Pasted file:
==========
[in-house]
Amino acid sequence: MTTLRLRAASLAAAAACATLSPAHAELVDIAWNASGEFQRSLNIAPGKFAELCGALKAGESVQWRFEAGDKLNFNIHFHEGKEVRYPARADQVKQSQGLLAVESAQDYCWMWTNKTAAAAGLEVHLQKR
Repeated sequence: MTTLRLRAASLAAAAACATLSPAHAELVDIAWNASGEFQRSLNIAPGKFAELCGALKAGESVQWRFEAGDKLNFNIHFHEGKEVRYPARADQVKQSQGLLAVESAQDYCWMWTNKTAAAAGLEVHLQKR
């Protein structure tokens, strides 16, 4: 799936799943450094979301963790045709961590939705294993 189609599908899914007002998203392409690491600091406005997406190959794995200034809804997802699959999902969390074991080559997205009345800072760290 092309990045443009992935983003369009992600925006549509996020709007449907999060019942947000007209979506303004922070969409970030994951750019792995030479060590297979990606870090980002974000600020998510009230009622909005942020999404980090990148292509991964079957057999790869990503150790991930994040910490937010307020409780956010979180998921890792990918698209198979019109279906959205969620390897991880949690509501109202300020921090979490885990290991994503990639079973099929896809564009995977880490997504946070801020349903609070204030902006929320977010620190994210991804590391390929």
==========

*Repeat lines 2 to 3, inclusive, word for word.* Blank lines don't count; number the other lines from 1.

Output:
Amino acid sequence: MTTLRLRAASLAAAAACATLSPAHAELVDIAWNASGEFQRSLNIAPGKFAELCGALKAGESVQWRFEAGDKLNFNIHFHEGKEVRYPARADQVKQSQGLLAVESAQDYCWMWTNKTAAAAGLEVHLQKR
Repeated sequence: MTTLRLRAASLAAAAACATLSPAHAELVDIAWNASGEFQRSLNIAPGKFAELCGALKAGESVQWRFEAGDKLNFNIHFHEGKEVRYPARADQVKQSQGLLAVESAQDYCWMWTNKTAAAAGLEVHLQKR